As a side note: I’m still extremely happy with the Logitech MX 1000 Laser Cordless Mouse. In fact, I have two of them – one for the main PC and one for the Mac (the original Apple Mighty Mouse is horrible compared to the laser mouse). I know, colours don’t match (the Mac), but it’s function over form for me in these cases.

Which is your favorite keyboard or mouse?

14 replies on “In pursuit of the perfect keyboard”

I have to say that is a very sexy looking keyboard. I have horrible wrist issues so I am always on the lookout for a good keyboard as well. At first, I am intruiged by the reverse tilt of the keyboard, but upon testing it a bit (jamming a roll of tape under my current ergonomic keyboard by MS), I am feeling some sheering forces going through my wrist as my hands rest on the keyboard pads… however, not taking the wrist into account, the position is rather nice for typing.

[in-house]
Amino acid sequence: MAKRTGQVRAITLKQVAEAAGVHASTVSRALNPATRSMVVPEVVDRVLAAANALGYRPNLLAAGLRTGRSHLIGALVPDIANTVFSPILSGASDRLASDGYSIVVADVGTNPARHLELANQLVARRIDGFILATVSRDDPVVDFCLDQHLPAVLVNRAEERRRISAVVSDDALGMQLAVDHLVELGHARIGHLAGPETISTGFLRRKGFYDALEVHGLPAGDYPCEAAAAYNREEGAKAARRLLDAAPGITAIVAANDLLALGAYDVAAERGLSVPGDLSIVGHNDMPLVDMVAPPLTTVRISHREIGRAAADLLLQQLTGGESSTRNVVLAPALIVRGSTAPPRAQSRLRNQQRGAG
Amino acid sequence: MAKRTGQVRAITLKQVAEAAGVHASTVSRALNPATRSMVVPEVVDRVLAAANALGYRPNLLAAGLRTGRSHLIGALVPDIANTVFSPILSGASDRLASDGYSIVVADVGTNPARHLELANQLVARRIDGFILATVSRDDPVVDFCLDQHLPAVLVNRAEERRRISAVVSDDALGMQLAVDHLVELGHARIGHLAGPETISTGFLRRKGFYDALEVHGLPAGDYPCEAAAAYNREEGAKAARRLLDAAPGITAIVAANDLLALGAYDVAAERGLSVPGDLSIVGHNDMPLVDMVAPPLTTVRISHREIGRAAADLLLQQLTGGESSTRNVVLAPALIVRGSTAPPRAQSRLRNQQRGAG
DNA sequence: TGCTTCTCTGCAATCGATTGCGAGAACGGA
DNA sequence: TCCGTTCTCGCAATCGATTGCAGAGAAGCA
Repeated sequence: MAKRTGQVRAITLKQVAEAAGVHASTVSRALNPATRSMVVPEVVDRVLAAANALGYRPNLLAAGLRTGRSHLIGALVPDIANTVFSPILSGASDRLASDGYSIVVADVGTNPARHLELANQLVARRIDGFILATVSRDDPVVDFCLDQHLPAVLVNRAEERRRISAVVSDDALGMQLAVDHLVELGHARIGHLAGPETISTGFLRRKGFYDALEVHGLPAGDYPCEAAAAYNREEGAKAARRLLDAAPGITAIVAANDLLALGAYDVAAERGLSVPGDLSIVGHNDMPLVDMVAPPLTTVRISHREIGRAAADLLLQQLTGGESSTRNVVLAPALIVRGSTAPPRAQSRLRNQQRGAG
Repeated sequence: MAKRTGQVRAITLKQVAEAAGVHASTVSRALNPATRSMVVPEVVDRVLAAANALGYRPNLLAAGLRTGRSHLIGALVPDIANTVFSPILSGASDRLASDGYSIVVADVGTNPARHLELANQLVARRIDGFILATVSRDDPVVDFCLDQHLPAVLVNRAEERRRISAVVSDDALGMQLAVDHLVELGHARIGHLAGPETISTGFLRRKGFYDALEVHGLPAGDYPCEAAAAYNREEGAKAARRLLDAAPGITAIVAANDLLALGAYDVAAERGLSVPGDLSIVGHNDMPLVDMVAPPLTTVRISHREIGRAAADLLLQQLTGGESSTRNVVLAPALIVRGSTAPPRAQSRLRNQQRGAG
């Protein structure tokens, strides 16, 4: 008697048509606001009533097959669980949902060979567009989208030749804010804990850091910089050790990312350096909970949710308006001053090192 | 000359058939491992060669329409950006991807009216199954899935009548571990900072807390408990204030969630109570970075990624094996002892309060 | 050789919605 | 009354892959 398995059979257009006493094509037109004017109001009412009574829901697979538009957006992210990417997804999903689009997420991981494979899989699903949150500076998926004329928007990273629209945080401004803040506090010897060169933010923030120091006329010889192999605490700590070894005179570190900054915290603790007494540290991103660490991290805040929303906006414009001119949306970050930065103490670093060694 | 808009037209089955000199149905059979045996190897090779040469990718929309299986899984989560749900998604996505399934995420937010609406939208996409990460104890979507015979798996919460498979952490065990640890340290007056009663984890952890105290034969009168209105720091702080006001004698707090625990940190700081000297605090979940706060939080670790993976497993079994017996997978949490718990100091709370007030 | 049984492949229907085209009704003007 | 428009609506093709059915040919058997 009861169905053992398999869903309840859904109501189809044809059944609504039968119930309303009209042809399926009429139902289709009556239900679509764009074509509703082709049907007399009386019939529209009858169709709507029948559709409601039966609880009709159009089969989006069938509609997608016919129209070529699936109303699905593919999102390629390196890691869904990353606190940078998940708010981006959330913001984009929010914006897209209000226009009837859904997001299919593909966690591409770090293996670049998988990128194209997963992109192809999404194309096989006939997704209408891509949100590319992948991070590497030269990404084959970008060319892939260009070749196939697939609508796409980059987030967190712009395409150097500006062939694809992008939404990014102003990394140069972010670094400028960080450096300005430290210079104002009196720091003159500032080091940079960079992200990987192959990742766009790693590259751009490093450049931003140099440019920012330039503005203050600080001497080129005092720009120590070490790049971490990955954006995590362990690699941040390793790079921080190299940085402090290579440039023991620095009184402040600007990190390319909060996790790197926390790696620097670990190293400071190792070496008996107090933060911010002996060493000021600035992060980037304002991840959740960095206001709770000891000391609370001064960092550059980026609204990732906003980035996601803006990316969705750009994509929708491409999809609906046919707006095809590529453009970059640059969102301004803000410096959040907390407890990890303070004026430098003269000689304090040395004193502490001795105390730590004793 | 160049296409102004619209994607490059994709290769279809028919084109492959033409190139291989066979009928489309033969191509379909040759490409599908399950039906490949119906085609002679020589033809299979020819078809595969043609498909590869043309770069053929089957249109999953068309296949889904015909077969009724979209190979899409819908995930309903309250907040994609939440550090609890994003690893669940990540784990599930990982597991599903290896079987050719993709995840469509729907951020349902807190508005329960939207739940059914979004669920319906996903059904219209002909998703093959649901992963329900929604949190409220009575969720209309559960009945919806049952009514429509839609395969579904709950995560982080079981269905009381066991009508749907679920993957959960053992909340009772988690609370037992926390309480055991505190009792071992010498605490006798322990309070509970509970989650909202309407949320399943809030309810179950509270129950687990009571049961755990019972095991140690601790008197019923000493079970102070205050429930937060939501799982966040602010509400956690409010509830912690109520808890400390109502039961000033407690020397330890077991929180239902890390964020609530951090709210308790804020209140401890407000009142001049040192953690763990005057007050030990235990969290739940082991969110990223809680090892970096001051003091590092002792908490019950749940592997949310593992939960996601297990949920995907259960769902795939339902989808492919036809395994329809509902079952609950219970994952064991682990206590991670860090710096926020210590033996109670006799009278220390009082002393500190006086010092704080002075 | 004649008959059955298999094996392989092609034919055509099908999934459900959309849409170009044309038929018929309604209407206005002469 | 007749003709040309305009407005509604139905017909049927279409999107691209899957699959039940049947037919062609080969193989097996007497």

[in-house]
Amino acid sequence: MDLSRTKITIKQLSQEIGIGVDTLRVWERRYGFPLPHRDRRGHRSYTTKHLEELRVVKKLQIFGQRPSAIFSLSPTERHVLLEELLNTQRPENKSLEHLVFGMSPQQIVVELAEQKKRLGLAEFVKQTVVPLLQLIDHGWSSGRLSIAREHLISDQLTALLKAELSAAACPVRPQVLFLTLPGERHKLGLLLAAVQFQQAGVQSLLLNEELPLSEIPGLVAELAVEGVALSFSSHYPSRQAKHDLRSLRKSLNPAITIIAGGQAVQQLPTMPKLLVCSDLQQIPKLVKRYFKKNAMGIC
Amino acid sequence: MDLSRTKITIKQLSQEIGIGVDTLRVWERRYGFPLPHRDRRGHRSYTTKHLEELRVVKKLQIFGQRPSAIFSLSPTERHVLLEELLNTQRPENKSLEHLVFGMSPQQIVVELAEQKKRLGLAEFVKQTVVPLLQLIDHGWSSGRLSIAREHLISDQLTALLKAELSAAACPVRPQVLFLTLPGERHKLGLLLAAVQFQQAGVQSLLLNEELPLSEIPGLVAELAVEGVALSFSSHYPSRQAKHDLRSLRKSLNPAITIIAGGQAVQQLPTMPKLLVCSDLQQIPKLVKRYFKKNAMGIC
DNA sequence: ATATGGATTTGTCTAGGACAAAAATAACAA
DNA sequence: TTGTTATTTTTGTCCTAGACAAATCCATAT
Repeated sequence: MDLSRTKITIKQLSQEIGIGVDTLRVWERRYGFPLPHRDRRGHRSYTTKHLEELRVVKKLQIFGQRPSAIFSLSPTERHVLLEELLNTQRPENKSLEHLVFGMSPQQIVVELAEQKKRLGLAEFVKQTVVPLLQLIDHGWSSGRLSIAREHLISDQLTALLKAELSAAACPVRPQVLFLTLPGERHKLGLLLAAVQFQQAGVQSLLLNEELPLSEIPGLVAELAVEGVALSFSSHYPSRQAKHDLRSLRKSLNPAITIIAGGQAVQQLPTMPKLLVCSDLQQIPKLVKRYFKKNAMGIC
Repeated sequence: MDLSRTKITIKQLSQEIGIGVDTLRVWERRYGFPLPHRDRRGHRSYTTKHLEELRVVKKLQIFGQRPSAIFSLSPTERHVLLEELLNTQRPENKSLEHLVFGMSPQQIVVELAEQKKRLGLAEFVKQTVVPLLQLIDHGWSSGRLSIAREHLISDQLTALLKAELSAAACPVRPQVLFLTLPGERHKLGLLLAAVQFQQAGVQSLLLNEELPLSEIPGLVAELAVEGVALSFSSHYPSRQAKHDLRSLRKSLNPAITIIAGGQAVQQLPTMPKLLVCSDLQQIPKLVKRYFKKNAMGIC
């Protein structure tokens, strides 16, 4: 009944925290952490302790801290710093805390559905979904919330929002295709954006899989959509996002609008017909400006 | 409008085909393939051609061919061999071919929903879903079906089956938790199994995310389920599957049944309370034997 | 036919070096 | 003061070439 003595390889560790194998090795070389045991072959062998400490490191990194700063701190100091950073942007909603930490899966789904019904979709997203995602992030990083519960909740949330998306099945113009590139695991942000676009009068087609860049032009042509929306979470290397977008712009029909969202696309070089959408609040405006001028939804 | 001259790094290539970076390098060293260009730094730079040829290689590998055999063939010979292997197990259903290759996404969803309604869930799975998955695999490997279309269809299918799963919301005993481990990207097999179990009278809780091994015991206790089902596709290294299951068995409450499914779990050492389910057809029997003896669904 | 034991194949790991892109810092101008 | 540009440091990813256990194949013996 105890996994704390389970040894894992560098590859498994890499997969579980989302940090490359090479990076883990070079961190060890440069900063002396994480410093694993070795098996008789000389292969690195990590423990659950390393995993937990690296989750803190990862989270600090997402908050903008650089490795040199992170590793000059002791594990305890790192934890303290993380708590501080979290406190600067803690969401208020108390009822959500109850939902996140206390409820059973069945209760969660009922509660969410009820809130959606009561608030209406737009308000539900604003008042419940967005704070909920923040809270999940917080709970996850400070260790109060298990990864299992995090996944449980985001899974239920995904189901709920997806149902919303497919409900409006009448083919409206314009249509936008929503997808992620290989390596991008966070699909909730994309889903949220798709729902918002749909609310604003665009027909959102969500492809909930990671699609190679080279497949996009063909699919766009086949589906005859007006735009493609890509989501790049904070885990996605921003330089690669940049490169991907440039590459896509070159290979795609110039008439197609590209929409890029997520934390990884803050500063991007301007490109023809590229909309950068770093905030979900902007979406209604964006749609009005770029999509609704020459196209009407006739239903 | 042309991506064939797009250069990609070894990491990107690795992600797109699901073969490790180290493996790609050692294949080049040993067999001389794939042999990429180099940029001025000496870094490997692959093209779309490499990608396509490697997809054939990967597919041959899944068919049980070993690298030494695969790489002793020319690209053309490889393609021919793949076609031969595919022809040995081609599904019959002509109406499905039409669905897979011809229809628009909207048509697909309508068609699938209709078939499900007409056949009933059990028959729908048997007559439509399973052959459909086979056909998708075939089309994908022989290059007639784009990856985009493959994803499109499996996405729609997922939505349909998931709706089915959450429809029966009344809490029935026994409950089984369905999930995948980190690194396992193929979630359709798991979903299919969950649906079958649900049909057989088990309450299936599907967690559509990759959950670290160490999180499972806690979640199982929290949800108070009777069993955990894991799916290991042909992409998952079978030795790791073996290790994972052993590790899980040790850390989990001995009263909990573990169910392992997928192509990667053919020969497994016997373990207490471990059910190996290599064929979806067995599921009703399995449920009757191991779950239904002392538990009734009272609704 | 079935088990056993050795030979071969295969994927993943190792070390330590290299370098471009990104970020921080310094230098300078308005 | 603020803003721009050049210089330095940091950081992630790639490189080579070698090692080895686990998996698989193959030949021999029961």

Very interesting. When you get a good feel for it, please blog about how your wrists feel and how typing feels on the reverse tilt.

I use the very same keyboard. When I got it for work, I went out and bought one for home. It rocks. The keys are smooth and the higher front makes so much sense from an ergonomic standpoint.

The only thing I wish it had is more media buttons (forward, back, open). Not sure why there are so many program buttons. I also never use the other program shortcut keys (Web/Home, Search, etc.).

I’d replace most of the special keys for a rotary volume control.

Still the most comfortable keyboard I’ve ever used.

I spent a while searching myself, and when I turned my eyes to ergonomic keyboards due to carpal tunnel syndrom, I found

and have not gone back since. It takes about a week to get used to it, but it is so much better for your hands. I can code all day and my hands will be fine.

I can really honestly recommend this keyboard.